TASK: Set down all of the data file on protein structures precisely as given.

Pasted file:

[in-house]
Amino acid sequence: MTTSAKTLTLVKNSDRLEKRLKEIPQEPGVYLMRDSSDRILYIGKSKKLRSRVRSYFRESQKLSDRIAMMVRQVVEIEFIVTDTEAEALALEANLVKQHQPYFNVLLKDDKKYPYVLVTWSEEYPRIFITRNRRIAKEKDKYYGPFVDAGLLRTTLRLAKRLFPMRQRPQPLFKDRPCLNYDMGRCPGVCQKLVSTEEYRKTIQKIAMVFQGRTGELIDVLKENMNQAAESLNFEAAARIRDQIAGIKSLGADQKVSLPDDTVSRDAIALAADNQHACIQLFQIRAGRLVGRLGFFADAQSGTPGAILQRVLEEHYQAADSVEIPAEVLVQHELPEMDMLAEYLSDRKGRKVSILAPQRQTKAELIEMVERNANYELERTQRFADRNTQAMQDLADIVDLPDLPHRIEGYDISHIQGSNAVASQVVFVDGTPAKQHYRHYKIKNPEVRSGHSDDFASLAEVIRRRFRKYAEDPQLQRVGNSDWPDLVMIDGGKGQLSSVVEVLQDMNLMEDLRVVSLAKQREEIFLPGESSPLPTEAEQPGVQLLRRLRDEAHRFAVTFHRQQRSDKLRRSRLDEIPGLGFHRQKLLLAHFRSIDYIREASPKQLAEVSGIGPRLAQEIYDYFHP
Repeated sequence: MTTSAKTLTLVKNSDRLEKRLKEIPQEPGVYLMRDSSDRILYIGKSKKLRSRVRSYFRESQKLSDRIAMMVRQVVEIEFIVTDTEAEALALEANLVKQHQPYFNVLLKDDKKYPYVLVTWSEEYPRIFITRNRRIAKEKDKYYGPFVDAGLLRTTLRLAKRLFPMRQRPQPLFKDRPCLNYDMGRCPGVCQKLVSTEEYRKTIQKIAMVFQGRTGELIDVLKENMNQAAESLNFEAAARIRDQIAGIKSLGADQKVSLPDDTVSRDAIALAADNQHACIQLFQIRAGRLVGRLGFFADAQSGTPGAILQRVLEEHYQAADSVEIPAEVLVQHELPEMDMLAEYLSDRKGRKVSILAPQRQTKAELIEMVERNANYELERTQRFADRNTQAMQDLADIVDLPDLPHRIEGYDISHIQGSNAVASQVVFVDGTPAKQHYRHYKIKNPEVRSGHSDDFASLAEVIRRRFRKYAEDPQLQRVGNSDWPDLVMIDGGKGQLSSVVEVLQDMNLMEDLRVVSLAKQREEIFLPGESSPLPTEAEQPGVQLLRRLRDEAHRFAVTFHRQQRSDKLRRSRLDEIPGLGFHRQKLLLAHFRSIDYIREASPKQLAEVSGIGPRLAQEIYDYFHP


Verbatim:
[in-house]
Amino acid sequence: MTTSAKTLTLVKNSDRLEKRLKEIPQEPGVYLMRDSSDRILYIGKSKKLRSRVRSYFRESQKLSDRIAMMVRQVVEIEFIVTDTEAEALALEANLVKQHQPYFNVLLKDDKKYPYVLVTWSEEYPRIFITRNRRIAKEKDKYYGPFVDAGLLRTTLRLAKRLFPMRQRPQPLFKDRPCLNYDMGRCPGVCQKLVSTEEYRKTIQKIAMVFQGRTGELIDVLKENMNQAAESLNFEAAARIRDQIAGIKSLGADQKVSLPDDTVSRDAIALAADNQHACIQLFQIRAGRLVGRLGFFADAQSGTPGAILQRVLEEHYQAADSVEIPAEVLVQHELPEMDMLAEYLSDRKGRKVSILAPQRQTKAELIEMVERNANYELERTQRFADRNTQAMQDLADIVDLPDLPHRIEGYDISHIQGSNAVASQVVFVDGTPAKQHYRHYKIKNPEVRSGHSDDFASLAEVIRRRFRKYAEDPQLQRVGNSDWPDLVMIDGGKGQLSSVVEVLQDMNLMEDLRVVSLAKQREEIFLPGESSPLPTEAEQPGVQLLRRLRDEAHRFAVTFHRQQRSDKLRRSRLDEIPGLGFHRQKLLLAHFRSIDYIREASPKQLAEVSGIGPRLAQEIYDYFHP
Repeated sequence: MTTSAKTLTLVKNSDRLEKRLKEIPQEPGVYLMRDSSDRILYIGKSKKLRSRVRSYFRESQKLSDRIAMMVRQVVEIEFIVTDTEAEALALEANLVKQHQPYFNVLLKDDKKYPYVLVTWSEEYPRIFITRNRRIAKEKDKYYGPFVDAGLLRTTLRLAKRLFPMRQRPQPLFKDRPCLNYDMGRCPGVCQKLVSTEEYRKTIQKIAMVFQGRTGELIDVLKENMNQAAESLNFEAAARIRDQIAGIKSLGADQKVSLPDDTVSRDAIALAADNQHACIQLFQIRAGRLVGRLGFFADAQSGTPGAILQRVLEEHYQAADSVEIPAEVLVQHELPEMDMLAEYLSDRKGRKVSILAPQRQTKAELIEMVERNANYELERTQRFADRNTQAMQDLADIVDLPDLPHRIEGYDISHIQGSNAVASQVVFVDGTPAKQHYRHYKIKNPEVRSGHSDDFASLAEVIRRRFRKYAEDPQLQRVGNSDWPDLVMIDGGKGQLSSVVEVLQDMNLMEDLRVVSLAKQREEIFLPGESSPLPTEAEQPGVQLLRRLRDEAHRFAVTFHRQQRSDKLRRSRLDEIPGLGFHRQKLLLAHFRSIDYIREASPKQLAEVSGIGPRLAQEIYDYFHP